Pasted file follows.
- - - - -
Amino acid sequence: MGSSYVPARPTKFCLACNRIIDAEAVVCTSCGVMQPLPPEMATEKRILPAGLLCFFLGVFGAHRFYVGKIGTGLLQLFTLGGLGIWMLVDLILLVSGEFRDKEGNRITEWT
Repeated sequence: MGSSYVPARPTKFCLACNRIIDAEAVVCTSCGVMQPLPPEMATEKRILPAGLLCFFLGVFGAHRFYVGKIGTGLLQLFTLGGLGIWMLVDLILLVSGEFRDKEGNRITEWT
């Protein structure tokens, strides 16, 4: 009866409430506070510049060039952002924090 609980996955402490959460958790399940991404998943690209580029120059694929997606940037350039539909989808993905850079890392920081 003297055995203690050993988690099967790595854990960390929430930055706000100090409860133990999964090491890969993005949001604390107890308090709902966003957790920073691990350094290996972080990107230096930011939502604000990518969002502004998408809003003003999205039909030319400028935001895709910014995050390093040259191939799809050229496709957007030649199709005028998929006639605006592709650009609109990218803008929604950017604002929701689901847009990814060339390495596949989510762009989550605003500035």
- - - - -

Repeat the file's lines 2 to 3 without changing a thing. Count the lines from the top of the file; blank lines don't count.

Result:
Repeated sequence: MGSSYVPARPTKFCLACNRIIDAEAVVCTSCGVMQPLPPEMATEKRILPAGLLCFFLGVFGAHRFYVGKIGTGLLQLFTLGGLGIWMLVDLILLVSGEFRDKEGNRITEWT
């Protein structure tokens, strides 16, 4: 009866409430506070510049060039952002924090 609980996955402490959460958790399940991404998943690209580029120059694929997606940037350039539909989808993905850079890392920081 003297055995203690050993988690099967790595854990960390929430930055706000100090409860133990999964090491890969993005949001604390107890308090709902966003957790920073691990350094290996972080990107230096930011939502604000990518969002502004998408809003003003999205039909030319400028935001895709910014995050390093040259191939799809050229496709957007030649199709005028998929006639605006592709650009609109990218803008929604950017604002929701689901847009990814060339390495596949989510762009989550605003500035």